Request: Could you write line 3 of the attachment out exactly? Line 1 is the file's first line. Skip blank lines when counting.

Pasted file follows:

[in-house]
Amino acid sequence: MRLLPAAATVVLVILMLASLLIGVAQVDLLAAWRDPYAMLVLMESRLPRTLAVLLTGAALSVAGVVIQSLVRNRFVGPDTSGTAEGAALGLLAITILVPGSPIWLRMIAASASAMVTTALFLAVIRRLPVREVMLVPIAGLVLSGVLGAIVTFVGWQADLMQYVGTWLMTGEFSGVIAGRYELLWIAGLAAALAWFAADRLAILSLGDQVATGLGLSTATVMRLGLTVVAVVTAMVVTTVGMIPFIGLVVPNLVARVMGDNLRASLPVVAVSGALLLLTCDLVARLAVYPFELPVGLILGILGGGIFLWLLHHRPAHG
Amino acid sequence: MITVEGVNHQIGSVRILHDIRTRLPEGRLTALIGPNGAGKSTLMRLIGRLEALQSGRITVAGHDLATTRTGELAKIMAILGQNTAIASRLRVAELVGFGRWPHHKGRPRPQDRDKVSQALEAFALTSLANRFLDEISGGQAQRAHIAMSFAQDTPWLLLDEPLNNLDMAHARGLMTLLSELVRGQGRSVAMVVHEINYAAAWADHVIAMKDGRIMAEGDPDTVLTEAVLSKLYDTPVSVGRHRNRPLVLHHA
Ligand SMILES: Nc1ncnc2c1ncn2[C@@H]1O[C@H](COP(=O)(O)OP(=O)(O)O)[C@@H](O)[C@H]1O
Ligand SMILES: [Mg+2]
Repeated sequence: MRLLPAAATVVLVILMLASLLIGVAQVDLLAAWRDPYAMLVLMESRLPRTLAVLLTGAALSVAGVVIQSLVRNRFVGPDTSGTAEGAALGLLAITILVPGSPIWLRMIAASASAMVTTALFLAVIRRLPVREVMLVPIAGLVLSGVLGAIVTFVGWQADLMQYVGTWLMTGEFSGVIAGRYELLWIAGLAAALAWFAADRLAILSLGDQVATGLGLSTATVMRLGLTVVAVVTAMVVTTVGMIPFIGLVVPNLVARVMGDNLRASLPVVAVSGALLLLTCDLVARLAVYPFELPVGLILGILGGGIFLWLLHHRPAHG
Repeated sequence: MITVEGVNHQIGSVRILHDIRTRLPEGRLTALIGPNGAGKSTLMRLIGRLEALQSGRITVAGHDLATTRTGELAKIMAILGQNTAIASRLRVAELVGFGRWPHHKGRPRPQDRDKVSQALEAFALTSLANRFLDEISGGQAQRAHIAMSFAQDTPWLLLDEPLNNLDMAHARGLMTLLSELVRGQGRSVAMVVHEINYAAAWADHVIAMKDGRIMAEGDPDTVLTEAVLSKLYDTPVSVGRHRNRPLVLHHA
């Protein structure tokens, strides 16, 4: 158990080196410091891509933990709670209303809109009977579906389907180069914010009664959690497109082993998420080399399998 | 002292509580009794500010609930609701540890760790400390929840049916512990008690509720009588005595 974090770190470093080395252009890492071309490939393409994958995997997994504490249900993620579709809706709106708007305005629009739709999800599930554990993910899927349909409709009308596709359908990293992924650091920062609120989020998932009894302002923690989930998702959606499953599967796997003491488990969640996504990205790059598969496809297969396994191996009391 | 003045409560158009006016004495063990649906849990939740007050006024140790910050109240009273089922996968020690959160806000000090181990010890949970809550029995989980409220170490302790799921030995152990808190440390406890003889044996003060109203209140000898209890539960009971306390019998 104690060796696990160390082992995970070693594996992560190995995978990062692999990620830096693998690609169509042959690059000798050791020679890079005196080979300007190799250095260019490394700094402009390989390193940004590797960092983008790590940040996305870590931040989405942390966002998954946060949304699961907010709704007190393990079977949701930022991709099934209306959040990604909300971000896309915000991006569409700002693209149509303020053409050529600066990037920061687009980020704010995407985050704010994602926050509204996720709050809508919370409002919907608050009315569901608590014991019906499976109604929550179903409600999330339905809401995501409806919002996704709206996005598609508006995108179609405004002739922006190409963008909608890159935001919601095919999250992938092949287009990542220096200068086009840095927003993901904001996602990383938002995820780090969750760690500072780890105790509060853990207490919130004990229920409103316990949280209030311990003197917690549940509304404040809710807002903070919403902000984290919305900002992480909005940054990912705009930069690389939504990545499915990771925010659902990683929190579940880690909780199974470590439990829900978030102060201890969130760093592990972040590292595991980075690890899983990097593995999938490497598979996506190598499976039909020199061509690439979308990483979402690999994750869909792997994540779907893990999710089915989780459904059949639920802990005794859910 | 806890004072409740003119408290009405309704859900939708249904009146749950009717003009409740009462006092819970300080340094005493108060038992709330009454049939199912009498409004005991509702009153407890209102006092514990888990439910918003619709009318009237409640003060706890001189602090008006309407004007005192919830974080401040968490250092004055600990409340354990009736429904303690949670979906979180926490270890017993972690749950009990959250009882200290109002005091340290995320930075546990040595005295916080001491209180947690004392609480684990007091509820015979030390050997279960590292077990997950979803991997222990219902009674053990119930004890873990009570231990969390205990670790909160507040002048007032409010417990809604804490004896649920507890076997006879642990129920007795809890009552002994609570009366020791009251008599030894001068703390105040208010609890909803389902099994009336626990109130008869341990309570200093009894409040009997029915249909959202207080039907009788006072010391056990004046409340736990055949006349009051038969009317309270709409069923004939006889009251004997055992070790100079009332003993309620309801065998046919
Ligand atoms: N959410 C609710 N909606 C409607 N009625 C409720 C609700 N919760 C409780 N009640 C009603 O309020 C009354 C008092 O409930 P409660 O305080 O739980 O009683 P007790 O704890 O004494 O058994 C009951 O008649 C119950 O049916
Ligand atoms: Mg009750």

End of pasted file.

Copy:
Amino acid sequence: MITVEGVNHQIGSVRILHDIRTRLPEGRLTALIGPNGAGKSTLMRLIGRLEALQSGRITVAGHDLATTRTGELAKIMAILGQNTAIASRLRVAELVGFGRWPHHKGRPRPQDRDKVSQALEAFALTSLANRFLDEISGGQAQRAHIAMSFAQDTPWLLLDEPLNNLDMAHARGLMTLLSELVRGQGRSVAMVVHEINYAAAWADHVIAMKDGRIMAEGDPDTVLTEAVLSKLYDTPVSVGRHRNRPLVLHHA